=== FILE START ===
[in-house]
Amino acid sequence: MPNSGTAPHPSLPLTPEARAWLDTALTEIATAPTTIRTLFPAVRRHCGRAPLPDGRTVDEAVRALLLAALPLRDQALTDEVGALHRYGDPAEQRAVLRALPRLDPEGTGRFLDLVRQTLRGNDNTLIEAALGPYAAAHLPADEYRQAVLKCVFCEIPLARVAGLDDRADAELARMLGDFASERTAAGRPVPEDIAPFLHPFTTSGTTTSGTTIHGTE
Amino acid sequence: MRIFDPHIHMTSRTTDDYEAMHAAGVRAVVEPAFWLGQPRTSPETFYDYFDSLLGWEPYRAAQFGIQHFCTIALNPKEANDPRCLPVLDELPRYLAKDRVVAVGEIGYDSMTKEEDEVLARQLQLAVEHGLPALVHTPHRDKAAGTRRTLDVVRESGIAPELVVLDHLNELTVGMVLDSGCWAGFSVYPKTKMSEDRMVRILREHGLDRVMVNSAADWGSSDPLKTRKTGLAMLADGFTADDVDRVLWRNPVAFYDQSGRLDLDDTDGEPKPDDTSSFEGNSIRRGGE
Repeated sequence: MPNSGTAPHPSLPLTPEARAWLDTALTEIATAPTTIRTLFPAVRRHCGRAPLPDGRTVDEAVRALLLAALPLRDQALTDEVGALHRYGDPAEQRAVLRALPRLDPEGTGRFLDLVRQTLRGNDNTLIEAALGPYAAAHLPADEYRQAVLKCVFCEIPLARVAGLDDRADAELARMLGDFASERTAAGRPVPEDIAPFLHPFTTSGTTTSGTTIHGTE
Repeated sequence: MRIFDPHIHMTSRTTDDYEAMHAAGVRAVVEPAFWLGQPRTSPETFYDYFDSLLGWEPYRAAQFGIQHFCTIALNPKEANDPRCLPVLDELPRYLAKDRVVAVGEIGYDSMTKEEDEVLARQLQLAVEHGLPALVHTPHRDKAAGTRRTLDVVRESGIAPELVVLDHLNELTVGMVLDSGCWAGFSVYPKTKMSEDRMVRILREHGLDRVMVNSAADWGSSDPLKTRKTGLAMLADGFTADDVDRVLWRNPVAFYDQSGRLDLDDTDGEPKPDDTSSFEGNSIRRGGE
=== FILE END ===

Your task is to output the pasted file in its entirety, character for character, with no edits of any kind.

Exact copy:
[in-house]
Amino acid sequence: MPNSGTAPHPSLPLTPEARAWLDTALTEIATAPTTIRTLFPAVRRHCGRAPLPDGRTVDEAVRALLLAALPLRDQALTDEVGALHRYGDPAEQRAVLRALPRLDPEGTGRFLDLVRQTLRGNDNTLIEAALGPYAAAHLPADEYRQAVLKCVFCEIPLARVAGLDDRADAELARMLGDFASERTAAGRPVPEDIAPFLHPFTTSGTTTSGTTIHGTE
Amino acid sequence: MRIFDPHIHMTSRTTDDYEAMHAAGVRAVVEPAFWLGQPRTSPETFYDYFDSLLGWEPYRAAQFGIQHFCTIALNPKEANDPRCLPVLDELPRYLAKDRVVAVGEIGYDSMTKEEDEVLARQLQLAVEHGLPALVHTPHRDKAAGTRRTLDVVRESGIAPELVVLDHLNELTVGMVLDSGCWAGFSVYPKTKMSEDRMVRILREHGLDRVMVNSAADWGSSDPLKTRKTGLAMLADGFTADDVDRVLWRNPVAFYDQSGRLDLDDTDGEPKPDDTSSFEGNSIRRGGE
Repeated sequence: MPNSGTAPHPSLPLTPEARAWLDTALTEIATAPTTIRTLFPAVRRHCGRAPLPDGRTVDEAVRALLLAALPLRDQALTDEVGALHRYGDPAEQRAVLRALPRLDPEGTGRFLDLVRQTLRGNDNTLIEAALGPYAAAHLPADEYRQAVLKCVFCEIPLARVAGLDDRADAELARMLGDFASERTAAGRPVPEDIAPFLHPFTTSGTTTSGTTIHGTE
Repeated sequence: MRIFDPHIHMTSRTTDDYEAMHAAGVRAVVEPAFWLGQPRTSPETFYDYFDSLLGWEPYRAAQFGIQHFCTIALNPKEANDPRCLPVLDELPRYLAKDRVVAVGEIGYDSMTKEEDEVLARQLQLAVEHGLPALVHTPHRDKAAGTRRTLDVVRESGIAPELVVLDHLNELTVGMVLDSGCWAGFSVYPKTKMSEDRMVRILREHGLDRVMVNSAADWGSSDPLKTRKTGLAMLADGFTADDVDRVLWRNPVAFYDQSGRLDLDDTDGEPKPDDTSSFEGNSIRRGGE